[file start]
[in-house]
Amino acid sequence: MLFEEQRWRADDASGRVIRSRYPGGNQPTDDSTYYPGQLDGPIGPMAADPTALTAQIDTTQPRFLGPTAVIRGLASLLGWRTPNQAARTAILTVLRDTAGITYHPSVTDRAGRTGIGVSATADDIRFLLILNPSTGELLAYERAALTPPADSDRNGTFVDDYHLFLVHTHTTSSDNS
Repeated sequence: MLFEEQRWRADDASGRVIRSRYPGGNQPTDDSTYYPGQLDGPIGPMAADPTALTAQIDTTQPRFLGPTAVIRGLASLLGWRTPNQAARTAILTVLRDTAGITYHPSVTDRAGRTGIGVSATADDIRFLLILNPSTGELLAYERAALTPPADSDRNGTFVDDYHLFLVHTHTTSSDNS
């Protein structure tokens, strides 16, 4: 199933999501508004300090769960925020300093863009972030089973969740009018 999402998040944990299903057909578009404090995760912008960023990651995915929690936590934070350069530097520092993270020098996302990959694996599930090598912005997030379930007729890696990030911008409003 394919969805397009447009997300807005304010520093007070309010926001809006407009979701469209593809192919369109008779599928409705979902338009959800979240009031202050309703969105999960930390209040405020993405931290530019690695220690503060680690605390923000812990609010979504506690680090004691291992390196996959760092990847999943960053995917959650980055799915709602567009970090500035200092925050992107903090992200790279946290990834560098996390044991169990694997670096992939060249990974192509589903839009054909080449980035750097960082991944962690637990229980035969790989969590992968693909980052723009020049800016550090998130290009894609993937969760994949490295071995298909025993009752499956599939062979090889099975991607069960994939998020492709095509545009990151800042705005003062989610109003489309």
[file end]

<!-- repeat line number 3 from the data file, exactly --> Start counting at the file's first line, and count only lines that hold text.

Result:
Repeated sequence: MLFEEQRWRADDASGRVIRSRYPGGNQPTDDSTYYPGQLDGPIGPMAADPTALTAQIDTTQPRFLGPTAVIRGLASLLGWRTPNQAARTAILTVLRDTAGITYHPSVTDRAGRTGIGVSATADDIRFLLILNPSTGELLAYERAALTPPADSDRNGTFVDDYHLFLVHTHTTSSDNS